Another part of our Class C energy management upgrade, we paired the solar charger (we’ll talk about that later) with a Victron 712 battery monitor.
Victron Energy is the industry leader in solar and energy management. Their bluetooth devices are revolutionary products.
Their battery monitor records the charge status of our RV batteries. Both devices are bluetooth capable, highly programmable and super easy to use.
Dan mounted our Victron next to our batteries in our motorhome basement storage so everything is kept neat and tidy.
So now, when in range of our RV, Dan can monitor our battery voltage, battery state of charge, and current consumed amp hours all on Dan’s smartphone.
Now, the burning question I’m sure you’re going to ask, “How do we recharge our batteries?”
Actually, how we recharge our Battle Born Batteries is quite simple.
We use that huge bright yellow orb in the sky to supply the majority of the energy through our solar panels to charge our RV batteries.
Winnebago View Solar Panels Upgrade
OEM Solar Panels
Our 2019 Winnebago View 24D came equipped with two (2) 100 watt SunPower flexible solar panels from the Winnebago factory.
While they may work for an overnight in a parking lot (with no medical devices), these factory-installed solar panels were grossly inadequate for what we needed to boondock.
They lacked necessary absorption needed for long-term off grid camping, let alone keeping our refrigerator operating optimally during an overnight.
In addition to replacing our lead acid batteries, we also needed to replace the original flexible solar panels. They simply weren’t cutting it for our energy needs.
Dare I say they provided barely enough energy to maintain our battery charge levels but would not really recharge them.
So, after a bit of research, measuring and calculations, we found better suited solar panels for our coach’s energy management needs.
Our New Solar Panels for Our Winnebago View
The biggest issue we had to consider was our motorhome’s roof space. A 25′ roof is limiting as it is. But when adding in rooftop vents and the air conditioner, it also limited our solar panel options.
As the final contender, we went with six (6) Renogy 100 watt rigid frame monocrystalline compact solar panels because of their unique measurements and low weight.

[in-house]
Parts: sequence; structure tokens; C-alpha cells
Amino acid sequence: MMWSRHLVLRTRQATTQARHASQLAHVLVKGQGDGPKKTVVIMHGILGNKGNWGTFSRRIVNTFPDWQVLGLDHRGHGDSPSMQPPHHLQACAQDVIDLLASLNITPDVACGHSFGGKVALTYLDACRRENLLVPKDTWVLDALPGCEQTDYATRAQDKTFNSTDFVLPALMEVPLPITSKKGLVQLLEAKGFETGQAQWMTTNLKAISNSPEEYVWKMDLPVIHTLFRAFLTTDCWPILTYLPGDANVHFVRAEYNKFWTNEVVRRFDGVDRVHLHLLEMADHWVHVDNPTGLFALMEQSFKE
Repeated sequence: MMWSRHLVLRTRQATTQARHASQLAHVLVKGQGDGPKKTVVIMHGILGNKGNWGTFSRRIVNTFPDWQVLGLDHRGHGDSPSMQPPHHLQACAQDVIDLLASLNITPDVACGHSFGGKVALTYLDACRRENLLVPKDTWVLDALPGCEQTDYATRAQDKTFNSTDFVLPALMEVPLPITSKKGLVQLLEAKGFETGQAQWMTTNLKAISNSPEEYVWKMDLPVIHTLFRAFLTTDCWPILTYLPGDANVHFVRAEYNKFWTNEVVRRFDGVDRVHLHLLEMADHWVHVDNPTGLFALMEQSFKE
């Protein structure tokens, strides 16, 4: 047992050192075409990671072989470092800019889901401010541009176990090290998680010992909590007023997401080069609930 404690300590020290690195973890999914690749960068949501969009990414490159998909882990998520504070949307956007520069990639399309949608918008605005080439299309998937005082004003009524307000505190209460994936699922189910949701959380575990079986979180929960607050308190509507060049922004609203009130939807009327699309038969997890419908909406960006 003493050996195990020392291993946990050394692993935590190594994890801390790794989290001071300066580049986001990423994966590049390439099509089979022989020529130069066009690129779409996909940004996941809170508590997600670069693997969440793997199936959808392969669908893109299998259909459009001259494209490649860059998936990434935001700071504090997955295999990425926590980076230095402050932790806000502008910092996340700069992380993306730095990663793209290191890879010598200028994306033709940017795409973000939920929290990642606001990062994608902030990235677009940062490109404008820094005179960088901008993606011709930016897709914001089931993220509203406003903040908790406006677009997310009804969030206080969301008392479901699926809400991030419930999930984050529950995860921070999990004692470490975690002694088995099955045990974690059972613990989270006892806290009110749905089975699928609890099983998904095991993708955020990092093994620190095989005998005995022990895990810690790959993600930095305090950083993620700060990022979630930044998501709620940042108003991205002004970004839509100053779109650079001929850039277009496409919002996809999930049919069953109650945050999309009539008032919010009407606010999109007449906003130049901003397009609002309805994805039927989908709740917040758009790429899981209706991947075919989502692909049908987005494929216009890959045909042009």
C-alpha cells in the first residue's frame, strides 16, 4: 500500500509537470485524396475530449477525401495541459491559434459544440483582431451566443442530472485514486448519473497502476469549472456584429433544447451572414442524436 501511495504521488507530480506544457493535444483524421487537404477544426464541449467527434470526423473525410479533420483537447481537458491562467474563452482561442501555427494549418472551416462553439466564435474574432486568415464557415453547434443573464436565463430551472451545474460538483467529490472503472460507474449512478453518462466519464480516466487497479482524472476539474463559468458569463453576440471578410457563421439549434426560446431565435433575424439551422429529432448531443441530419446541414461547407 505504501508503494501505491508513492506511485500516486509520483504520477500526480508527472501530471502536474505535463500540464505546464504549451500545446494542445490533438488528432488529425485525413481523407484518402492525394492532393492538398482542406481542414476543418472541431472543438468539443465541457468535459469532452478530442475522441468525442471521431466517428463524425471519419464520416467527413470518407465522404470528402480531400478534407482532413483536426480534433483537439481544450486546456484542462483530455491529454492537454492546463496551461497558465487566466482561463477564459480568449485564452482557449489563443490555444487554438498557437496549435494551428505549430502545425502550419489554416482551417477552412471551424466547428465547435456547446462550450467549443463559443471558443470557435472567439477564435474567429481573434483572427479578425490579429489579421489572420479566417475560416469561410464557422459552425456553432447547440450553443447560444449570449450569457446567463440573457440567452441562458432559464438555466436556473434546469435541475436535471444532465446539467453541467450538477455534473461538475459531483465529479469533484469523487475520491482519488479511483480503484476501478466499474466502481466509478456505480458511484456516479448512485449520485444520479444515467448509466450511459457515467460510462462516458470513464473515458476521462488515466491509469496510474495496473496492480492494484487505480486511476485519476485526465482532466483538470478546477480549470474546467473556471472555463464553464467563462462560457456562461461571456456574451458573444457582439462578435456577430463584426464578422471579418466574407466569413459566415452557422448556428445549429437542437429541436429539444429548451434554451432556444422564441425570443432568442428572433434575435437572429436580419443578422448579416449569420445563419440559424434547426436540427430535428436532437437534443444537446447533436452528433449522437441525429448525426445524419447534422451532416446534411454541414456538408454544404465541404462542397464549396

These particular high-power solar panels are ideal for any off-grid application on smaller RVs with limited roof real estate as they require a smaller footprint
They are shorter than the standard-size 100-watt solar panel yet contain the same power output.
Each solar panel is equipped with a junction box and MC4 leads, connecting to a controller or expanding to more panels.
In fact, at a later time, we may even consider making our own solar panel suitcase using similar solar panels because of their size.
Solar Panel Installation
This very high bonding tape is so strong and reliable which makes it that we didn’t have to drill into our roof.
Dan then, sealed around each solar panel offset mount using sealant made for fiberglass roofs.
IMPORTANT NOTE: This type of adhesive method is ONLY FOR FIBERGLASS OR ALUMINUM ROOFS! Do NOT use this adhesive method on rubber membrane roofs.
Once he finished, he also sealed everything up with Heng’s sealant to ensure watertight integrity on our roof just in case.
Heng’s is a specially formulated neutral cure sealant designed to seal joints when installing roof vents, air conditioning units, skylights, satellite antennas and anything else that we may install on our RV roof.
✰✰ READ MORE ✰✰
Solar Charge Controller
The brain child of our Winnebago View solar upgrades is a Victron 150/35 MPPT BlueSolar Charge Controller that replaced a ridiculously outdated and under-performing factory-installed solar charger.
Our new BlueSolar charge controller gathers energy from our solar panels and stores it in our RV’s lithium batteries.
Using the latest technology, BlueSolar maximizes the energy-harvest, driving it intelligently to achieve full charge in the shortest possible time. BlueSolar maintains our batteries’ health, extending its life.
The Victron BlueSolar solar charge controller is programmable, easy to install and more efficient for recharging our RV batteries.
This solar upgrade allows us to recharge our RV batteries quicker and more efficiently than ever before.
Wrapping up our Winnebago View solar upgrades
So, as you see, if you have a small Class C motorhome or even Class B van, there is an effective way to boondock off grid for extended periods of time.
In fact, now almost 4 years later, our Winnebago View solar upgrades allow us to continue enjoying our off grid capabilities using our much-improved RV’s energy management system.
We’ve stayed out in the desert for months at a time without plugging into any electric source.
Now for advice and encouragement, if you’re wanting to upgrade your own RV solar panels, electrical and energy management system, do diligent research on your current system.
You’ll need to conduct an electric audit to determine how much energy you need to survive for an overnight, a week or months like us.
If you’re not comfortable dealing with this type of installation, we highly recommend hiring a reputable RV solar consultant and installer.
For more information on Battle Born Batteries’ solar and battery bundles, check out the Battle Born Batteries. They also provide battery cables, converter chargers, inverters, solar chargers and associated equipment for an upgrade.